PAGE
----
Credits: 4

      HIST 421 - World History to the 16th Century

      The global experience of human communities with special emphasis on the development of the major civilizations and their interactions. Comparisons of social, cultural, religious, and political life and the emergence of distinctive and diverse human societies are examined
      Credits: 4

      HIST 422 - World History in the Modern Era

      Emergence of major global human interactions due to the growth of major civilizations. The global context for the rise of the modern West. The rise and decline of Western global domination and emergence of new states and changing societies throughout the world.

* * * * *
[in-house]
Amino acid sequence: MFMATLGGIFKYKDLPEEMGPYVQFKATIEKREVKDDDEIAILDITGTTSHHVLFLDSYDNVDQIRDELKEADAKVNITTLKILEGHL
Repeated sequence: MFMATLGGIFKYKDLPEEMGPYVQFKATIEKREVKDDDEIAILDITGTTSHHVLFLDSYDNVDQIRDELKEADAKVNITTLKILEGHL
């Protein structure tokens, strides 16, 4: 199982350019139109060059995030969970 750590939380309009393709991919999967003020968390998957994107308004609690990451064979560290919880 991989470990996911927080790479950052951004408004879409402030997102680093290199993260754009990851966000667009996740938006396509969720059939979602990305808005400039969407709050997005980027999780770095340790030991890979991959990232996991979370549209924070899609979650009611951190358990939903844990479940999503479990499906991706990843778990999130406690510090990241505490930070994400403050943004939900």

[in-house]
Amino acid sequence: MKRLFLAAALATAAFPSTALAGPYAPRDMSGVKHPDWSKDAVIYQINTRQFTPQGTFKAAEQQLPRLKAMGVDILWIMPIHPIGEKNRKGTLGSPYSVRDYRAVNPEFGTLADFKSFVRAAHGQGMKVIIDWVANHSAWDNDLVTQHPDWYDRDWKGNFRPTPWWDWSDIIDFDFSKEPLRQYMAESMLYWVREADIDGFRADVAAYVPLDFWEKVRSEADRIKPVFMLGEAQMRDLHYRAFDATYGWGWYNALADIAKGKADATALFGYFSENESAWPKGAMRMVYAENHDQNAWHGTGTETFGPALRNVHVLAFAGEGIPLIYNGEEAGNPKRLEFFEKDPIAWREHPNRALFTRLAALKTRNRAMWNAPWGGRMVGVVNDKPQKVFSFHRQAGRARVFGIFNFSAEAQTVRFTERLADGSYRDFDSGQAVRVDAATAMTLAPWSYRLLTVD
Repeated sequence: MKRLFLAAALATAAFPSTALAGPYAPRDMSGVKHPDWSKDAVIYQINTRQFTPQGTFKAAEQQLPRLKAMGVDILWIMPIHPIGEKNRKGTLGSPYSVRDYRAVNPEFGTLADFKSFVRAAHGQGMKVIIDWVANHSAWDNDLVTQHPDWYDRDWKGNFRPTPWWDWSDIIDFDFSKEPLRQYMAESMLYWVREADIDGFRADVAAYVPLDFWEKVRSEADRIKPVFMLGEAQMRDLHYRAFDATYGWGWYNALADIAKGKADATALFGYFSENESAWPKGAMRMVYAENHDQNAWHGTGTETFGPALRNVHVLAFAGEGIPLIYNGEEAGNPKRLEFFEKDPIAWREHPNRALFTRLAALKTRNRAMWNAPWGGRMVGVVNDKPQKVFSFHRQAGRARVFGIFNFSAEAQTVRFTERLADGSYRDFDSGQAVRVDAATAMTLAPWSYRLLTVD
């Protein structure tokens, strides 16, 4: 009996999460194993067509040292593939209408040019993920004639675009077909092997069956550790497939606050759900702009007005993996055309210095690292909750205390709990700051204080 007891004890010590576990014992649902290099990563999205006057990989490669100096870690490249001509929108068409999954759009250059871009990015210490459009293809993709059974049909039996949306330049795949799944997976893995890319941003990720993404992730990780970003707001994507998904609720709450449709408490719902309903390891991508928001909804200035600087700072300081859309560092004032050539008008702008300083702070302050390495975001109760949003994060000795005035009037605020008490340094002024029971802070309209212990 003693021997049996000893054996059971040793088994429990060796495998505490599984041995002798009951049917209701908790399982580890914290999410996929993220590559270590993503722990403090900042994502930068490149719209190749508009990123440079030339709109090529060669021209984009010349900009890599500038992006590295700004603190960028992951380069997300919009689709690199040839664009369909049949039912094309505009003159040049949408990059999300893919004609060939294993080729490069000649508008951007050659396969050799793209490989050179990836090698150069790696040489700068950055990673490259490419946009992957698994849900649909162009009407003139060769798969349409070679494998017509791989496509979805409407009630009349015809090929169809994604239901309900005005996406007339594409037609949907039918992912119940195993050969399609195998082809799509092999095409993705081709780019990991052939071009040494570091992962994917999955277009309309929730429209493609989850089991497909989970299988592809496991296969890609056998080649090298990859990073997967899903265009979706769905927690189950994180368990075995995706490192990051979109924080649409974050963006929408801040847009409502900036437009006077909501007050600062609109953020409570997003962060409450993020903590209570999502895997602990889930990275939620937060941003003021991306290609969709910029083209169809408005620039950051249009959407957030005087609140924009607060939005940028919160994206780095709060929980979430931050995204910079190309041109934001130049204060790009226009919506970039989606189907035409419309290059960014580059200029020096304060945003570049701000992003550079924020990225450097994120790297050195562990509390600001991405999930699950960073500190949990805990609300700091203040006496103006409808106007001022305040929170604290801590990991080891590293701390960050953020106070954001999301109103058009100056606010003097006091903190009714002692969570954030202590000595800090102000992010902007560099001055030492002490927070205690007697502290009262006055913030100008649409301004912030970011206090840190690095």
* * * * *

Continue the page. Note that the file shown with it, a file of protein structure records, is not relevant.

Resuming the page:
Credits: 4

      HIST 425 - Foreign Cultures

      Introduces the culture of a particular nation or region; preparation for experiencing a foreign culture. Consult department for listing of topics.
      Credits: 4

      HIST 435-436 - Western Civilization

      The classical origins and evolution of European civilization through the Renaissance, Reformation, and voyages of discovery. The rise of Europe to global supremacy in the 19th century and its transformation in the 20th century. 435W and 436W are writing intensive
      Credits: 4

      HIST 436W - Western Civilization

      The classical origins and evolution of European civilization through the Renaissance, Reformation, and voyages of discovery. The rise of Europe to global supremacy in the 19th century and its transformation in the 20th century. Writing intensive.
      Credits: 4

      HIST 444E - Americans at War: Society, Culture and the Homefront During the Cold War, 1946-1991